Pi in the Sky: Counting, Thinking, and Being

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Clarendon Press, 1992 - Mathematics - 317 pages
Whether one studies the farthest reaches of outer space or the inner space of elementary particles of matter, our understanding of the physical world is built upon that strange symbolic language we call mathematics. But what exactly is mathematics? And why does it work? Is it just an elaborate computer game? Or merely a human invention inspired by our practical needs? Or is it something larger than life? An immaterial 'pi in the sky' reality all of its own? Part of the mind of God? And how do the answers to these questions affect our quest to arrive at an understanding of the Universe? John D. Barrow explores these tantalizing questions in this book, a lively and illuminating study of the origins, the meaning, and the mystery of mathematics. He takes us from primitive counting to computability, from the counting rituals of the ancients to logics that govern universes other than our own, from Egyptian hieroglyphics to logical friction, from number mysticism to Marxist mathematics. We learn of the origins of counting the world over, the propensities of the human mind for the numerical when in pursuit of the ineffable, and how the dethronement of Euclid's geometry ushered in a new world of philosophical relativism in which traditional truths were dissolved. We meet a host of peculiar individuals who have thought some of the deepest and strangest thoughts that human minds have ever thought. And in a extraordinary final chapter, the Platonic picture of mathematics is developed in a startling new way that challenges us to consider how the mathematics of the future may turn out to be radically different from that of the present, and how it impinges upon our efforts to create an artificialintelligence. Full of the off-beat and the unexpected and quoting everyone from Lao-Tse to Robert Pirsig, to Charles Darwin and Stephen Leacock, Kurt Godel and Umberto Eco, Pi in the Sky is a profound - and profoundly different - exploration of the world of mathematics: where it comes from, what it is, and where it's going to take us if we follow it to the limit in our search for the ultimate meaning of the Universe.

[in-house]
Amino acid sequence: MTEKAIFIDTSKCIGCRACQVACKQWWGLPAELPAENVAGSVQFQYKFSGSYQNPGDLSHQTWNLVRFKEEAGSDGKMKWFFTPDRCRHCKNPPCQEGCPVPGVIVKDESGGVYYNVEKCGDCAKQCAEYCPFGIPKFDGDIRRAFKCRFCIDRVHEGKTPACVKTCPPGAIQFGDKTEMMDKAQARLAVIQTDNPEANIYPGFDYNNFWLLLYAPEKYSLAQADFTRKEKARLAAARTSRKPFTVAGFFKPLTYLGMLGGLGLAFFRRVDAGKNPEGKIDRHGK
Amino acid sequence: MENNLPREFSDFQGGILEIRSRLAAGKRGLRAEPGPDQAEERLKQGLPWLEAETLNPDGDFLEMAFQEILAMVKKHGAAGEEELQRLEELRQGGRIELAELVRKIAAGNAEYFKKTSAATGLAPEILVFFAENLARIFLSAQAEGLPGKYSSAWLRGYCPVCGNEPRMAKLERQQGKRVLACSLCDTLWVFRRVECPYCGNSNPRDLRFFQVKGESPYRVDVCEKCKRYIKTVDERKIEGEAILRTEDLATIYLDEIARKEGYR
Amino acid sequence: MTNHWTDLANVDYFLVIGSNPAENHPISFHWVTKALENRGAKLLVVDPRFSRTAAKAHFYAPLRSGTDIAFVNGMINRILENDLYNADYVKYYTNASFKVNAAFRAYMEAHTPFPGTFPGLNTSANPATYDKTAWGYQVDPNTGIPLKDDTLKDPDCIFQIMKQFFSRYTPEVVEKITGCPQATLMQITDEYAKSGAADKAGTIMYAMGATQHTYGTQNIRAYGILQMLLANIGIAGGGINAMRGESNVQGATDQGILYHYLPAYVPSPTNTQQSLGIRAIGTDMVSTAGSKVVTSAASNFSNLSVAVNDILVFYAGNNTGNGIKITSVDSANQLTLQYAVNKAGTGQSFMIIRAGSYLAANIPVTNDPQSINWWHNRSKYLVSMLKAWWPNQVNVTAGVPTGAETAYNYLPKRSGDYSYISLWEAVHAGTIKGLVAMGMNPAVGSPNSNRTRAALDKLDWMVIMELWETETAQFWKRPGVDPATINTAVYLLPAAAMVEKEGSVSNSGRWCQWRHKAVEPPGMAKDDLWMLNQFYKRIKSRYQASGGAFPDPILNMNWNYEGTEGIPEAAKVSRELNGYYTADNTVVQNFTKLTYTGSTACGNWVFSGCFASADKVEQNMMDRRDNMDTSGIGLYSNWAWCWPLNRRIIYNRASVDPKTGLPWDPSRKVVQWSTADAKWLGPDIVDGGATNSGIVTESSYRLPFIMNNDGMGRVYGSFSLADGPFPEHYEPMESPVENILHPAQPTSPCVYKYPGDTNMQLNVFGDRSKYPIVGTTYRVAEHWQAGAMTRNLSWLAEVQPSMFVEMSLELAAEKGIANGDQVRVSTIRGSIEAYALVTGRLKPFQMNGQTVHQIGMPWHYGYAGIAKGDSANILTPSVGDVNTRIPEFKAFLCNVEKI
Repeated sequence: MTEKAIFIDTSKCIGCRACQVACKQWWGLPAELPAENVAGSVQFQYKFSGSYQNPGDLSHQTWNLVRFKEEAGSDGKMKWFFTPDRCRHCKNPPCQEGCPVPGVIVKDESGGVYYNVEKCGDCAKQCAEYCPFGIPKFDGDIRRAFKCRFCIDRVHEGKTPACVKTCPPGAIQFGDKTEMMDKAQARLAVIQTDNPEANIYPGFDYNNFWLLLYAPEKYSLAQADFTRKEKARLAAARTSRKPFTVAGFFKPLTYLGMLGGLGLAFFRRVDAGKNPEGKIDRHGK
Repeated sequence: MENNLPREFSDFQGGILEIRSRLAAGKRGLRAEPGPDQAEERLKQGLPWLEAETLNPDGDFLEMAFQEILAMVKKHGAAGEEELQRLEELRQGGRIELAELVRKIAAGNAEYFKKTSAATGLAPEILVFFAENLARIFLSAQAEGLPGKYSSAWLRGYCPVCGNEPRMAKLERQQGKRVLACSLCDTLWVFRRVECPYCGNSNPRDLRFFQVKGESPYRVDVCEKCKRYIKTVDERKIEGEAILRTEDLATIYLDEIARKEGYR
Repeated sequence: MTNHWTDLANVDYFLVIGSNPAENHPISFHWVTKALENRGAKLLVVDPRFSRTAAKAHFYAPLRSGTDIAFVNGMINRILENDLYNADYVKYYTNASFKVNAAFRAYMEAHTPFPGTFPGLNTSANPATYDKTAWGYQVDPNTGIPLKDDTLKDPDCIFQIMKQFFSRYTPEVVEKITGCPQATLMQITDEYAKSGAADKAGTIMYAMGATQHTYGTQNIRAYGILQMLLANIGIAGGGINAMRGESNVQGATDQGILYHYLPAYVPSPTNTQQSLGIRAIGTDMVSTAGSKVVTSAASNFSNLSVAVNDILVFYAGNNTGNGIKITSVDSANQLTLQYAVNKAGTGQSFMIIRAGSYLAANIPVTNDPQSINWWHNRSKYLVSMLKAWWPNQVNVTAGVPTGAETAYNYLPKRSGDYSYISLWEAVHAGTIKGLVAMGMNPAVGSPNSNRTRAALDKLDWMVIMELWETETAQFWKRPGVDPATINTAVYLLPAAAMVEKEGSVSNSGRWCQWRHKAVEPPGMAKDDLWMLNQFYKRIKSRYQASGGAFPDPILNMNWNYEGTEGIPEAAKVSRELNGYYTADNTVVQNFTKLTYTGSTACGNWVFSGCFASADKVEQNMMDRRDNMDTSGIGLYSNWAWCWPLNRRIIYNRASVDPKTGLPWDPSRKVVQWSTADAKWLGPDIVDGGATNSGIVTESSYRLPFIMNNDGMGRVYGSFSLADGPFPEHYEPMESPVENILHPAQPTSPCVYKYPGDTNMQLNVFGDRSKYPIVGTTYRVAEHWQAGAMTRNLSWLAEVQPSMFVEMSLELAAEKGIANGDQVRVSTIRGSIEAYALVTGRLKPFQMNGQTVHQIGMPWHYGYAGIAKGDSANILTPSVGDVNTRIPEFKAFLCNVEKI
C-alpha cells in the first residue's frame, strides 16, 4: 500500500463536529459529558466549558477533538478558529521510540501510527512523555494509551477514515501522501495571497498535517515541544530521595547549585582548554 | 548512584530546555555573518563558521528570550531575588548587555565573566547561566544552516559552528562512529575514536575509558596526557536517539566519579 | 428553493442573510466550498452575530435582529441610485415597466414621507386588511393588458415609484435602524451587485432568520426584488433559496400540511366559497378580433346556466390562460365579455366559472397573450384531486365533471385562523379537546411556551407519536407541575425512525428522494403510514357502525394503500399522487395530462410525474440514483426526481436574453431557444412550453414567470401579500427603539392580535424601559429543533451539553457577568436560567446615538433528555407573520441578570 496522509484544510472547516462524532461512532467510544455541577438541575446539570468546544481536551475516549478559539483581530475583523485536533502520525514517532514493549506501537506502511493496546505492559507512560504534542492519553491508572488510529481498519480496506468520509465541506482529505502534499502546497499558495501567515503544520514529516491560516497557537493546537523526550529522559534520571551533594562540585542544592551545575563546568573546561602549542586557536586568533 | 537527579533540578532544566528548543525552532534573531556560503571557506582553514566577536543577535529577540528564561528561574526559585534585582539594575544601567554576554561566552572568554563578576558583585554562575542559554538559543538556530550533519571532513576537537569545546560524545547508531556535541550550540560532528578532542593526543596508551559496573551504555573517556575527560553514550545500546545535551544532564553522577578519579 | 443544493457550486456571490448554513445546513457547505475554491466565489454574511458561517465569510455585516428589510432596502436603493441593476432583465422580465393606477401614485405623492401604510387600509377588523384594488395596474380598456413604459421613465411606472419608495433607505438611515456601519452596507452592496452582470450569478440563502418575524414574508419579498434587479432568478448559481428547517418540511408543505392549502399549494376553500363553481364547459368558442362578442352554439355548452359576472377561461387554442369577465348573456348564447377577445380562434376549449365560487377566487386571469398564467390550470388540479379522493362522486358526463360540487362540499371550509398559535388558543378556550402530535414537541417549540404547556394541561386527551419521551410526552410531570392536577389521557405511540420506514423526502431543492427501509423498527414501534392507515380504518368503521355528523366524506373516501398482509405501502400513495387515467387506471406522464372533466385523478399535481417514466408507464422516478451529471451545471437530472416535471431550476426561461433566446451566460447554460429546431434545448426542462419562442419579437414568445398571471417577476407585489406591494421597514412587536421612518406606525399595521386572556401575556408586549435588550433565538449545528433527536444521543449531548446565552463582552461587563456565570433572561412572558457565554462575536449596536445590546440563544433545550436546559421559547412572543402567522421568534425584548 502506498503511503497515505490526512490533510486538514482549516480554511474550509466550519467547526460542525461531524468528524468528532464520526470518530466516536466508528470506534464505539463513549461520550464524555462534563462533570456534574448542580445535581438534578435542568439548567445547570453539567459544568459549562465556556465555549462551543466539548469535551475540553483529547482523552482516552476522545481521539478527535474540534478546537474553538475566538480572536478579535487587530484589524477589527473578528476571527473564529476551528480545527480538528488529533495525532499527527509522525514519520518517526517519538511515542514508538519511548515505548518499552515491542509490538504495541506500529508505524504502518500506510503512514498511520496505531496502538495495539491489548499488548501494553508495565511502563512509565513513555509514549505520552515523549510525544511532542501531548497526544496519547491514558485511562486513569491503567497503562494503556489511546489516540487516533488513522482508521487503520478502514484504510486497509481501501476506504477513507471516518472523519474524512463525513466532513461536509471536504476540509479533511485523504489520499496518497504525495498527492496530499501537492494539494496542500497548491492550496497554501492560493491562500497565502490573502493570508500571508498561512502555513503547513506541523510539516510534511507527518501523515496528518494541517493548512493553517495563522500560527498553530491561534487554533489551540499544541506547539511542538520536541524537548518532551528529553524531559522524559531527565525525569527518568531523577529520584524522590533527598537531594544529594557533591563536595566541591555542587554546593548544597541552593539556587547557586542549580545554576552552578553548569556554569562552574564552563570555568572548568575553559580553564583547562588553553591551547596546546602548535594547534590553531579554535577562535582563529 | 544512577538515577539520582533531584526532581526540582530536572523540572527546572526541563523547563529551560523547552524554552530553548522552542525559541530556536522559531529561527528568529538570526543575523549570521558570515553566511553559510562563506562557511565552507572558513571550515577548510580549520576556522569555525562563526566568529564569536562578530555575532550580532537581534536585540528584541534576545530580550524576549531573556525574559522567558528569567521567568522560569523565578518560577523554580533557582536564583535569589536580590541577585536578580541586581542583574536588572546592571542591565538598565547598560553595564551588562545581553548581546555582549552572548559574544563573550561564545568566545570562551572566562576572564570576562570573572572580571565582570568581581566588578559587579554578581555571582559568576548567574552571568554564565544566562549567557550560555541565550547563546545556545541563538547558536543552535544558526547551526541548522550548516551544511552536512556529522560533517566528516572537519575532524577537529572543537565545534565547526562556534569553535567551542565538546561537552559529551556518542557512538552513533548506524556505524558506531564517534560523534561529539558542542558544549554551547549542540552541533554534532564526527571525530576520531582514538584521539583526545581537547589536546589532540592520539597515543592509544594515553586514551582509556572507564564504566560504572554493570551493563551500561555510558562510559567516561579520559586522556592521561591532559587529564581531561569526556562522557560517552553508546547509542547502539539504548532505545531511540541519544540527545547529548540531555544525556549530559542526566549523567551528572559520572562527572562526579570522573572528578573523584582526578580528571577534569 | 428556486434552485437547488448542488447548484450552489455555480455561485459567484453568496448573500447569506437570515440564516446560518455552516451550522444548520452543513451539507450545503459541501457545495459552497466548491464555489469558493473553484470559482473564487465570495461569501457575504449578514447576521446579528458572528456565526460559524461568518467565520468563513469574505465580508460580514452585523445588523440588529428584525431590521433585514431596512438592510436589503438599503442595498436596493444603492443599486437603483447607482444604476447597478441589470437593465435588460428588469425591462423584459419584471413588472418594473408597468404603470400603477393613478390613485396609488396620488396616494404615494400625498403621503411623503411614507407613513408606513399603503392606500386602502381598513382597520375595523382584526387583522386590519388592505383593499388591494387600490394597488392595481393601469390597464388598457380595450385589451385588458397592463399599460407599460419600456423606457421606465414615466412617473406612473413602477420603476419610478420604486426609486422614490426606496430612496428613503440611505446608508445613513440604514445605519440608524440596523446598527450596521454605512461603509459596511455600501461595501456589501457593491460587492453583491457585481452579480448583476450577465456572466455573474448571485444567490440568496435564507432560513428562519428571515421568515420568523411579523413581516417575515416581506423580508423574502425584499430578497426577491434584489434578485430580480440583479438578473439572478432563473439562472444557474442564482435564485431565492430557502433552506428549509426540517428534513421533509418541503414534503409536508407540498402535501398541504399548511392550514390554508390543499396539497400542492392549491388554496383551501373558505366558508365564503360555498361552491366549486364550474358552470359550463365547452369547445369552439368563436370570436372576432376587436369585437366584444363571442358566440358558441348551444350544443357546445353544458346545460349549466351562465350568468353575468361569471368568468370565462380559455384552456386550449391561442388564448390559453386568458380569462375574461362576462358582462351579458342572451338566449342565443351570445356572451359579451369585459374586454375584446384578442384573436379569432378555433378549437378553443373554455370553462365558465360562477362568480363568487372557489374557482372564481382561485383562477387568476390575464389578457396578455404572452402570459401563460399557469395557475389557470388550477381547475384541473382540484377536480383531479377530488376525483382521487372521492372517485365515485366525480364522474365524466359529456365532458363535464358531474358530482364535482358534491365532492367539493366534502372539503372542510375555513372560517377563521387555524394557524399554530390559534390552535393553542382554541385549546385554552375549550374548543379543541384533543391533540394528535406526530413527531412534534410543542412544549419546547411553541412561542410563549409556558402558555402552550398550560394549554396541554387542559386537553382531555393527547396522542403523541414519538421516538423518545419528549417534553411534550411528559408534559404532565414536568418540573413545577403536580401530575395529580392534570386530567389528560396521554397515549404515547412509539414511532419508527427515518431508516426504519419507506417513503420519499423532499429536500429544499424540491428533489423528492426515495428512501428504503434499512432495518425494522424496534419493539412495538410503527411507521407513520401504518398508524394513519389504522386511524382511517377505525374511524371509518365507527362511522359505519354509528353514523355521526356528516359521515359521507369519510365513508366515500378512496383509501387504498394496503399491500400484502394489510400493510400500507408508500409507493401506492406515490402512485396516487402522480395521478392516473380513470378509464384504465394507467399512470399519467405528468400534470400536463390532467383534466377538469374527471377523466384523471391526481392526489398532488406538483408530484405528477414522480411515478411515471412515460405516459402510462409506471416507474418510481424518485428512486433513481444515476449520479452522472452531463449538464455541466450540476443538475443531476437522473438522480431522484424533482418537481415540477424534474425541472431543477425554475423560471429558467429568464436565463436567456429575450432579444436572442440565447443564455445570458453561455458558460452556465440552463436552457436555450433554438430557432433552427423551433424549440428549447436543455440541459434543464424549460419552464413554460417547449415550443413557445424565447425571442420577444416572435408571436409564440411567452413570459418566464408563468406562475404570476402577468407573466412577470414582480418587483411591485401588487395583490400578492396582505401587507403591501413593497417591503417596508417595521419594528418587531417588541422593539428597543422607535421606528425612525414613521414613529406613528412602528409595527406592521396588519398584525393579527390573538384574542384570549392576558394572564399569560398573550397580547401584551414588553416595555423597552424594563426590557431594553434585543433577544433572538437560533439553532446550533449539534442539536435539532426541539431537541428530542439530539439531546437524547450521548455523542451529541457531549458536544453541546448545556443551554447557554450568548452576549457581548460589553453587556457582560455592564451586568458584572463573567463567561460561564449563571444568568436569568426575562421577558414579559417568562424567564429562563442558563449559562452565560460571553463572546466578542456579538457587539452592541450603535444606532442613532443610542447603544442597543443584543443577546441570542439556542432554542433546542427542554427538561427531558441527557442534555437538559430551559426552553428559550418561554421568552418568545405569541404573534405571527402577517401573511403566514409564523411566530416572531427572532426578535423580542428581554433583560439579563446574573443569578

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From mystery to history
Sextus Empiricus Against the Logicians in Sextus Empiricus transl R G Bury
The Counter Culture

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About the author (1992)

John D. Barrow is Professor in the Astronomy Centre of the University of Sussex. His is the author of several highly acclaimed volumes on the philosophy of science, including most recently Theories of Everything, which Publishers Weekly hailed as "a mind-boggling intellectual adventure."

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